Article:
During the nearly 5 years I’ve run this blog, I have been privileged to do one-on-one interviews with a number of screenwriters, especially this year as I set a goal to post a Q&A per week for 2013.
Over the course of those interviews, it’s been fascinating to learn the variety of approaches to the craft, yet at the same time how certain themes recur.
Recently I was struck by five personality traits and five skill sets that keep popping up. So I thought it would be helpful to do a series, a checklist if you will, of aspects of things we should be mindful of as we develop as screenwriters. Today:
Screenwriting Skill #5: Conviction
At our core as screenwriters, we have to believe in our stories, believe in our characters, and believe in ourselves. We must have a fundamental conviction in what we are creating and in who we are as creators. In the many interviews I’ve conducted, we see this over and over again:
Scott Neustadter and Michael H. Weber breaking every supposed rule of screenwriting they could think of when writing (500) Days of Summer, most notably at the end of the story, boy does not get girl.
Alan Durand writing an historically based period piece [“Willie Francis Must Die Again”] about a lawyer trying to save the life of a wrongly accused prisoner on death row… who ends up being put to death.
Julia Hart following her passion into a story set in the Civil War featuring three female leads [“The Keeping Room”].
Justin Kremer writing a biopic about a despised demagogue from the 1950s, yet another period piece [“McCarthy”].
Michael Werwie writing yet another period piece [“Extremely Wicked, Shockingly Evil, and Vile”] whose protagonist is the serial killer Ted Bundy.
Per ‘conventional wisdom,’ none of these scripts should have gone anywhere. Yet each of them had an impact with Hollywood buyers and have served to jump-start these writer’s professional careers.
Instead of chasing the market, they followed their convictions to sell Hollywood their dream.
I want to share with you a photograph I took in Medford, Massachusetts:
Of all places, these words have been stenciled onto the side of a dry cleaners, a completely surprising location. But there’s also a surprise in the words themselves. The observation ends with the line “Not too sure what happens next.” This seems to express the antithesis of conviction. But hold on. Go back and read those prior lines: “I sit and scribble / My moleskin book / Lines being filled / To fruition.” The very act of committing pen to paper, of taking ideas from inside our head, then transforming into being in the physical world, is an expression of conviction. In forming words into sentences, we are asserting our belief in the story, in the characters, in ourselves. Yes, we may not be “too sure what happens next,” but we are empowered to press on if we have a conviction that we will find the story through our creative process.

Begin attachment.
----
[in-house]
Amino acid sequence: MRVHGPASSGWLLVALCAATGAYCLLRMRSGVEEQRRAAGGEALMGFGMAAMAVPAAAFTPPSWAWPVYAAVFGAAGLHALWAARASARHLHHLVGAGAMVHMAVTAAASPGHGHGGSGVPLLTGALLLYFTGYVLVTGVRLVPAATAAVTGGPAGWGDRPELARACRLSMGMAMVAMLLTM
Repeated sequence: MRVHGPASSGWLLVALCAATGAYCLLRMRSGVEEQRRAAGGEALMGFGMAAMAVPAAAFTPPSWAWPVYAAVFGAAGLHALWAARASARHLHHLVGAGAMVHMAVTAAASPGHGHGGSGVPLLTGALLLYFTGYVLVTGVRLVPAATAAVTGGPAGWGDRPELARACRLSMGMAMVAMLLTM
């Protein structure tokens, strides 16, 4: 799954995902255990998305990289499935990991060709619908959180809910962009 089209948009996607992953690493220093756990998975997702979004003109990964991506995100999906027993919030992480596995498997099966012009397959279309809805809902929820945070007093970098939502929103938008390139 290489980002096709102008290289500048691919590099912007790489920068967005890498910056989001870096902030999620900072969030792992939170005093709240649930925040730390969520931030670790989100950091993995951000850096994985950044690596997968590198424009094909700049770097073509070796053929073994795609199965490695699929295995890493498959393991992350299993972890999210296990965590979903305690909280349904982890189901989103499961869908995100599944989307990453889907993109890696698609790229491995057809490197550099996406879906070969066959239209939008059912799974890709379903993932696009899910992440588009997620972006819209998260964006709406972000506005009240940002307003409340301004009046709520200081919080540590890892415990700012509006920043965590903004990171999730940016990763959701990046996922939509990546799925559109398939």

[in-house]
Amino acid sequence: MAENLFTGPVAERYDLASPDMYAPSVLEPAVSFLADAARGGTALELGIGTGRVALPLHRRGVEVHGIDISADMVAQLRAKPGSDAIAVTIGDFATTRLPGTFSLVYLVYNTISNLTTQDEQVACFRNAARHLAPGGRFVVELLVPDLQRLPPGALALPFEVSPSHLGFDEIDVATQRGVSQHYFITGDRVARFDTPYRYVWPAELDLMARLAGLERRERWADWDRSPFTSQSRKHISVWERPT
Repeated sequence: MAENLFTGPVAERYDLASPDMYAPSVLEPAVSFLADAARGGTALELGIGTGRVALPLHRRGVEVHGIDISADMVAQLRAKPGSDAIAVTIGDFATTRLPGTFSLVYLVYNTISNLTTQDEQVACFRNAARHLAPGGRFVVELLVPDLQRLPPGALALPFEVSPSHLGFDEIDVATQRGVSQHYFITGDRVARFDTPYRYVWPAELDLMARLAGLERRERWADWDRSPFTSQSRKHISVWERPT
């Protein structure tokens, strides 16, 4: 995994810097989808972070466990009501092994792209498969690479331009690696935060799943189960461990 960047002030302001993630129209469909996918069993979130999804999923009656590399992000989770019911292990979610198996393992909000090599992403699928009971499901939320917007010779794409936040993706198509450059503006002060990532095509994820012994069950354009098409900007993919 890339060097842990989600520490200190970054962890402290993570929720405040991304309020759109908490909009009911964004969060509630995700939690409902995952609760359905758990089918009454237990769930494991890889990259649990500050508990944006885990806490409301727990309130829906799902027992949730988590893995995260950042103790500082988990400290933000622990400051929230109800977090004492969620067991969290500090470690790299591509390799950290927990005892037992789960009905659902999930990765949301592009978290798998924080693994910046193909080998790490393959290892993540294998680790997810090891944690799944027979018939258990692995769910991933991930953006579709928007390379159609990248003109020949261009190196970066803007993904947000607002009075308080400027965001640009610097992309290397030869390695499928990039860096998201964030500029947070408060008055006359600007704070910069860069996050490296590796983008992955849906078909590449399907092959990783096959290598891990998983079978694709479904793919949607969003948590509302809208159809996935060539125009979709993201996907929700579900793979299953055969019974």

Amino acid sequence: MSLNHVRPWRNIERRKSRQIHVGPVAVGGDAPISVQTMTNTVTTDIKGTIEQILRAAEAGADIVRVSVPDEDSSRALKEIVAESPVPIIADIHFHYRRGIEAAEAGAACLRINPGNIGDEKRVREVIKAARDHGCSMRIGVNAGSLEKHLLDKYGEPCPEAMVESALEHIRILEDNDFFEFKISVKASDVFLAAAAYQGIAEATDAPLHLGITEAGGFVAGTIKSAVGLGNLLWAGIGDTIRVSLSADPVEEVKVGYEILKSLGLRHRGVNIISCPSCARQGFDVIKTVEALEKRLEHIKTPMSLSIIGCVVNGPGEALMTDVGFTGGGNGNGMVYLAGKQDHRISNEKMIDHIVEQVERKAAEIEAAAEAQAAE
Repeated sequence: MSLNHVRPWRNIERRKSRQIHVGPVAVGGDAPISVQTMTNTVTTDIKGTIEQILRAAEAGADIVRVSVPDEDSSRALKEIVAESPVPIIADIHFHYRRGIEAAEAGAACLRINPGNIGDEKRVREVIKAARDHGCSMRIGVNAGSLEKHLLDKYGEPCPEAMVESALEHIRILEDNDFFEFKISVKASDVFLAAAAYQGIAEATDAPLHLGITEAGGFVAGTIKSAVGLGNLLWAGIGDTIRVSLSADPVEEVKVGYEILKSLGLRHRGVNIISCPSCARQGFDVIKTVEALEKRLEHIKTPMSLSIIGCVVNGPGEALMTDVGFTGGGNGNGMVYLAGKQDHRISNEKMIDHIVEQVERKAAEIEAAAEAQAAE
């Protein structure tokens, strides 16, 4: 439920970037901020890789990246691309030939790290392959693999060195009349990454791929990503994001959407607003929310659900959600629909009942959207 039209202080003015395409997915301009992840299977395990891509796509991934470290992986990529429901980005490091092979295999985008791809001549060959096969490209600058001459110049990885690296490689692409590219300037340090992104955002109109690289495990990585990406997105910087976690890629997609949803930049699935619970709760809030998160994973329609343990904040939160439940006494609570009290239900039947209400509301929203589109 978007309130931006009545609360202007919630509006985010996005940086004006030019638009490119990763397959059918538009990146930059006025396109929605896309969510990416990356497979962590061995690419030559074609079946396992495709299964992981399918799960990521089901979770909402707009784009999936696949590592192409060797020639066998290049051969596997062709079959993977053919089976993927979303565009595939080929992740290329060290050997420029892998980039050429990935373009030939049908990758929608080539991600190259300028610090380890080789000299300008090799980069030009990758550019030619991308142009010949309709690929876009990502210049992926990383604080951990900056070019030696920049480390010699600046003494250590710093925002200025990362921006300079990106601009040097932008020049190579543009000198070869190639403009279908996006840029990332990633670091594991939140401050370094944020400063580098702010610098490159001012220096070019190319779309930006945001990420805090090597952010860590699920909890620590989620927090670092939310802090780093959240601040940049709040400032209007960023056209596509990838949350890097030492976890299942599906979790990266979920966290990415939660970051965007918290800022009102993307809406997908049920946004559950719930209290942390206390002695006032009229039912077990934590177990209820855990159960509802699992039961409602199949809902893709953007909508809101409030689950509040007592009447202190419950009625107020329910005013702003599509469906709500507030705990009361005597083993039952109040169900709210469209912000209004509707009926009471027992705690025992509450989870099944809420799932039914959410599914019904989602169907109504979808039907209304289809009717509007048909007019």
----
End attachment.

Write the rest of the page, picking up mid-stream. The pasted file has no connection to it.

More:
They say it takes a village to raise a child. Similarly it takes a whole host of personality traits and skill sets to raise a writer. We have studied 10 of them in this series: Passion. Courage. Consistency. Flexibility. Persistence. Talent. Knowledge. Experience. Voice. Conviction.
Every writer is different. Some will need more of this trait or that skill compared to another. But in order to grow and maximize our chance for success as writers, especially screenwriting, we should look for opportunities to engender the development of each of these personal dynamics.
I hope this 2-week series has inspired you. Caused you to do some self-reflection. Made you realize how hard you have to work to make a go of it as a screenwriter. But also that you have the wherewithal to make it happen.
That is my conviction. I’ve gotten to know dozens of writers through Go Into The Story, Screenwriting Master Class, The Quest and other points of intersection, who have broken into business and succeeded.
You. Can. Make. It. Happen.
For the preceding series on 5 Screenwriting Traits:
I’d love to hear your thoughts and feelings after going through this entire series. Please meet me in comments to continue the discussion. As to your particular writer’s pilgrimage: Onward and upward!